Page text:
There's also a search bar along the top of the playlist screen, which is very useful if you've got a bursting SD card.
As for video playback, the options here are sadly limited. The Xperia Mini supports only MP4 and WMV video files, with the phone refusing to play any of our standard selection of AVIs. It also struggled with some regular WMVs too, so it's quite a picky little diva.
As with the likes of the Xperia Arc, the PC Companion tool will offer to convert your videos into the correct format when copying them across, but this turns a three-minute job into a 30-minute chore, during which your PC's internal fan will go into overdrive and make you go nuts.
The video player itself is one area where both Google and Sony Ericsson haven't really bothered. It's hidden from view with no direct icon to open it, and when you do click on a video the phone supports and can open, you're greeted by the familiar grey slab design. You can play. You can skip. You can pause. That's it.
Do yourself a favour and download something like mVideoPlayer or DoubleTwist - both much better in terms of control and video use, even if you're unlikely to use the Xperia Mini for media that often.
Sony Ericsson Xperia Mini: Battery and connectivity
The Xperia Mini features a 1200MaH battery, which is at the lower end of what we'd expect to find in a modern smartphone but understandable in a smaller unit.
Sony Ericsson itself rates the battery as good for 4.5 hours of talk time, or a ridiculously optimistic 340 hours of standby time according to the weird rules by which that's calculated. If you leave it in your sock drawer and never use it, that may be possible.
Obviously, the Xperia Mini has a smaller screen to power than most and that's reflected in the battery performance. We managed a good two days of light use from one charge, with the phone also easily surviving for a full day of pretty heavy web, Twitter and camera action.
You'll still need to be careful if you're planning on going too far away from the comforting hum of the national grid, but the Xperia Mini is unlikely to let you down. In standby mode, with GPS and Wi-Fi switched off, it barely registers any power drain at all over the course of a few hours.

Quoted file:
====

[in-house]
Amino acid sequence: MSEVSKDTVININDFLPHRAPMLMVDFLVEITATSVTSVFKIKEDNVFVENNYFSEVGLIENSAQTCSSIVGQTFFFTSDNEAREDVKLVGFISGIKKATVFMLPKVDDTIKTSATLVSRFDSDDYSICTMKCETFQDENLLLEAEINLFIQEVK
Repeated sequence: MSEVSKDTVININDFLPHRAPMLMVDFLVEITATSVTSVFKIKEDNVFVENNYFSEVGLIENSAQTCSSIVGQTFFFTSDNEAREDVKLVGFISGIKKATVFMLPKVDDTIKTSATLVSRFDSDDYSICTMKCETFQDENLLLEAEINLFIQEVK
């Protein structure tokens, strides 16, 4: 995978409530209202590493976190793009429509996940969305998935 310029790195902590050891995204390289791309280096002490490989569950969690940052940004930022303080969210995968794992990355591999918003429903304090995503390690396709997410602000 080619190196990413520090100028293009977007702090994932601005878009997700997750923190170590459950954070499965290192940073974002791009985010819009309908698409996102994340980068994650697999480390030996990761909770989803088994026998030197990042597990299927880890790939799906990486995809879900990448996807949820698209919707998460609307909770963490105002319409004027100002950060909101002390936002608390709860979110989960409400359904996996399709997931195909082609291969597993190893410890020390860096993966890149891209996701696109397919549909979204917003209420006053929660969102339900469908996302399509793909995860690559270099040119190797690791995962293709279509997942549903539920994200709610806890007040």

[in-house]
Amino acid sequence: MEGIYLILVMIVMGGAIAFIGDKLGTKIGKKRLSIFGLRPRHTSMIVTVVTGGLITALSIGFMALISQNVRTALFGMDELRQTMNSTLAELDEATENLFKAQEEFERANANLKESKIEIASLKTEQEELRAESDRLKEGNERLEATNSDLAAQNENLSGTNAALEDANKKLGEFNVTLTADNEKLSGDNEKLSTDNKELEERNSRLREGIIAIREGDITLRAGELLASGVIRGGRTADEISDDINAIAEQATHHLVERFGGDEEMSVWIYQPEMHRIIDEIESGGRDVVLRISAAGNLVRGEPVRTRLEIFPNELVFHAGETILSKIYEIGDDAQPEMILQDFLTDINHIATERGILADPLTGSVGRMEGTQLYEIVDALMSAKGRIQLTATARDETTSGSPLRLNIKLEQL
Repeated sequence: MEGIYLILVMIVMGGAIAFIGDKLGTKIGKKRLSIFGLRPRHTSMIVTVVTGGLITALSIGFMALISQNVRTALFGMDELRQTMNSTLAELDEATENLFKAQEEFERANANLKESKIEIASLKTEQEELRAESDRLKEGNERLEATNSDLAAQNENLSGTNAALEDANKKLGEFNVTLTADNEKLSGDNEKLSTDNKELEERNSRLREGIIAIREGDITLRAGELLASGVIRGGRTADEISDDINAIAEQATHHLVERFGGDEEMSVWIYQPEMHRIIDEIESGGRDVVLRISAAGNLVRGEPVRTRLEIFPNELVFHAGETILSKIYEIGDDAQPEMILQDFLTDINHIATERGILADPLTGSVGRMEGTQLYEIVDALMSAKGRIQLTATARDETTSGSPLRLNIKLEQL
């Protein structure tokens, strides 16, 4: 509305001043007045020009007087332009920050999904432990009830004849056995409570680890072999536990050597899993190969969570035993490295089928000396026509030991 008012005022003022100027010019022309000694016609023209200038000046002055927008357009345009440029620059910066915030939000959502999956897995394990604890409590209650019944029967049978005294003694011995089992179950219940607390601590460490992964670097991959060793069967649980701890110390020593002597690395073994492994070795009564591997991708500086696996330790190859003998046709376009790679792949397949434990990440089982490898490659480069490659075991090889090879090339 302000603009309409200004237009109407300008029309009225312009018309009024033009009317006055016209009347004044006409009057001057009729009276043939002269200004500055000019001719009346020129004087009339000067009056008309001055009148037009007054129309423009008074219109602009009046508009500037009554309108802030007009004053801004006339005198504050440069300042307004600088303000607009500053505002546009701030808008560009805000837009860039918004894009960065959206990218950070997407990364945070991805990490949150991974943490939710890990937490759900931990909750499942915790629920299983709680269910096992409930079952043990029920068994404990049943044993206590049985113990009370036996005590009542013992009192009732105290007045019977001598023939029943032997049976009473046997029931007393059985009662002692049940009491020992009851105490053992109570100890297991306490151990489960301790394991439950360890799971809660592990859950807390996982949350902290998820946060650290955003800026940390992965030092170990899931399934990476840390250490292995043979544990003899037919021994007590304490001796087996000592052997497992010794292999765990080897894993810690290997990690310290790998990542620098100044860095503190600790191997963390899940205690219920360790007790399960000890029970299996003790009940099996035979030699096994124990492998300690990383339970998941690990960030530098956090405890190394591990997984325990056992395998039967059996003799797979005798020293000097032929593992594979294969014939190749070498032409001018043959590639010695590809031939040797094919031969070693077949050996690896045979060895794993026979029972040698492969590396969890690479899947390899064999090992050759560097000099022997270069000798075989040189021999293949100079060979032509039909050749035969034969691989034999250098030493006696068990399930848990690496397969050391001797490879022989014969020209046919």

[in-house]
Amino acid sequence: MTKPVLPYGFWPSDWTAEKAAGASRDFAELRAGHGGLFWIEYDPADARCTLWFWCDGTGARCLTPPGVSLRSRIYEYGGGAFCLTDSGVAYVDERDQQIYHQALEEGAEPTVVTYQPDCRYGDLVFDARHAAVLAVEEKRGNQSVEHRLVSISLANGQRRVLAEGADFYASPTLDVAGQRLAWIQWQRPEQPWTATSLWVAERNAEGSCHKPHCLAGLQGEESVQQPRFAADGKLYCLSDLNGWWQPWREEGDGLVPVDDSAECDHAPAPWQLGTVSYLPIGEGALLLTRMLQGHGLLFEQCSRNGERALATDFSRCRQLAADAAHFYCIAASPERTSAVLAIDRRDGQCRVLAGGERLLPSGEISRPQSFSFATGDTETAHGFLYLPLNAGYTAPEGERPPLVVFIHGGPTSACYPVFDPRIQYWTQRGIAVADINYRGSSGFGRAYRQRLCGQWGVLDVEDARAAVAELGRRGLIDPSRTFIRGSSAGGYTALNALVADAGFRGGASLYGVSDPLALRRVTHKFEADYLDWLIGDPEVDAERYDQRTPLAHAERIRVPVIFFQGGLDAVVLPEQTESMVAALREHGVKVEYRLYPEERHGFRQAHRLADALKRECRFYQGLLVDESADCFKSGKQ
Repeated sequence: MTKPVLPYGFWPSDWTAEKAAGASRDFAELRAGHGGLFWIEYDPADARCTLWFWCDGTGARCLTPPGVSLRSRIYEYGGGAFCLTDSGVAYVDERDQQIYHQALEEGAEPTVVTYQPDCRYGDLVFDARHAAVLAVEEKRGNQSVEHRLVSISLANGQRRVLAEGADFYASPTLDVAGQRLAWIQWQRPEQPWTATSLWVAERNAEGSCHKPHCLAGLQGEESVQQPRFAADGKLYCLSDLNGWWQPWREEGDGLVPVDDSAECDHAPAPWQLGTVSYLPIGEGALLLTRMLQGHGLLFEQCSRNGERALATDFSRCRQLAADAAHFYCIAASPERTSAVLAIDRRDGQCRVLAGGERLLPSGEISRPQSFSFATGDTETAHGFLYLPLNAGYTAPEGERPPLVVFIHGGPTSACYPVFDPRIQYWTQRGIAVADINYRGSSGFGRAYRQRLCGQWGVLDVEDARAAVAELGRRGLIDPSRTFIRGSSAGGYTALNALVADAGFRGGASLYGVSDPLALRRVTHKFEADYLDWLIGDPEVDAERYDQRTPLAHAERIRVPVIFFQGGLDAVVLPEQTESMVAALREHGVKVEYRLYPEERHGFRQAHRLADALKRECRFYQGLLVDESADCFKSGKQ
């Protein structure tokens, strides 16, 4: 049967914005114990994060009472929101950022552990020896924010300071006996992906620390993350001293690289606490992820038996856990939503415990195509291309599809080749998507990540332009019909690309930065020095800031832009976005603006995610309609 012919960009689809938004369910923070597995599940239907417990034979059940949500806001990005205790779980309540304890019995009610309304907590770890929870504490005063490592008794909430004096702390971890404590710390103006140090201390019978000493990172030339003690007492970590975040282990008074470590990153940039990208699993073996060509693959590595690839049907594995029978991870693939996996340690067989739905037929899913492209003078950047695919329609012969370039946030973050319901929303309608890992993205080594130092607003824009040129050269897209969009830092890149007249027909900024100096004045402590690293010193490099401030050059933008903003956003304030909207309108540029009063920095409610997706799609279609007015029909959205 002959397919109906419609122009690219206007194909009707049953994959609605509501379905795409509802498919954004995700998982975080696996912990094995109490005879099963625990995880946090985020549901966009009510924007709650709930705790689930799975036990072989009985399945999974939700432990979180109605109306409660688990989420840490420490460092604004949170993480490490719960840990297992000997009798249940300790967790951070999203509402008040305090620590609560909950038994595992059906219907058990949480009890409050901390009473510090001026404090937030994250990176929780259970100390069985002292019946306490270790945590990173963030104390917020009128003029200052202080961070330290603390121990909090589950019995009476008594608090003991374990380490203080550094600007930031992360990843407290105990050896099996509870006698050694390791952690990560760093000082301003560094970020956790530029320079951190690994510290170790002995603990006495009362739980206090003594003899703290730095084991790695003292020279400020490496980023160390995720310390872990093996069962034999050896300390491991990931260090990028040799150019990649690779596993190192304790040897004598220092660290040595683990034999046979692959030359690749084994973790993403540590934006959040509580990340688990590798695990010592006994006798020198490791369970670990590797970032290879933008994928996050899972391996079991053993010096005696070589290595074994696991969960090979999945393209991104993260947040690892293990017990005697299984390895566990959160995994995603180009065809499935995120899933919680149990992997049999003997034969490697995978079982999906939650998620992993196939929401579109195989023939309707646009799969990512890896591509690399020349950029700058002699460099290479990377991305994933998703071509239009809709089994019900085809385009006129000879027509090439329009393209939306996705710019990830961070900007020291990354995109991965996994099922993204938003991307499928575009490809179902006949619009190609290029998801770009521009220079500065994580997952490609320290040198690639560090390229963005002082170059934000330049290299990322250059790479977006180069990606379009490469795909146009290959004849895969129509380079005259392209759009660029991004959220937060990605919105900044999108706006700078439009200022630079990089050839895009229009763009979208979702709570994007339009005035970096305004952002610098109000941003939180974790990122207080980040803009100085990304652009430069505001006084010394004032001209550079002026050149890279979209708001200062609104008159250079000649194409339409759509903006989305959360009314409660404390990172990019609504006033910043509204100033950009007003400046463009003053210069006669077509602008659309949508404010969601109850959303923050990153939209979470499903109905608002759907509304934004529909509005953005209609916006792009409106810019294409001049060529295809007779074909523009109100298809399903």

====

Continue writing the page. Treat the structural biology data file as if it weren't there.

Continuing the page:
Internally, the Xperia Mini supports sharing media via its Connected Devices DLNA app, which is a simple tool to turn the phone into a media server via Wi-Fi. This worked well, with the phone easily pairing with another DLNA mobile in a few seconds.
There's also an FM radio in here, which cleverly integrates with Sony Ericsson's TrackID system. If Zoe Ball turns the world on its head by playing a song you actually like, hitting the TrackID button records a sample and pings it off to a server for identification.
Plus, as with all modern Android phones on a decent version of the OS, the Xperia Mini can be turned into a portable wi-fi hotspot or used as a tethered USB modem - ideal for hooking a laptop into the 3G network.
Sony Ericsson Xperia Mini: Maps and apps
We're using an untouched and unlocked Xperia Mini supplied from The Carphone Warehouse, with the phone arriving absolutely packed with additional apps and games.
As expected with Android devices, you get the full range of Google apps, meaning Calendar support and syncing, Gmail, YouTube and Talk are included, plus the mighty four-pronged Google Maps app suite, which consists of separate tools for Navigation, Latitude, Places and Maps itself.
Navigate is always the first toy to play with when using a new Android phone, with Google's free satnav app as great as ever on the Mini.
It's integrated with the standard Google Maps app incredibly well, letting you select your own location as a start point and specify your destination. Then Google does the rest, calculating a route in advance.
For turn-by-turn voice navigation, you need the voice data pack, which is a free download through the Android Market. It's everything you need to bin your existing satnav.
There's a whole app screen full of other toys to play with. OfficeSuite gives you the ability to manage and read Word docs, but it'll prompt you to pay for the Pro version if you want editing and file creation abilities on your phone.
Sony Ericsson's utilitarian "Get Games" app also includes a Home screen widget, both of which are rather odd links that simply take you to the Android Market listing for the promoted titles.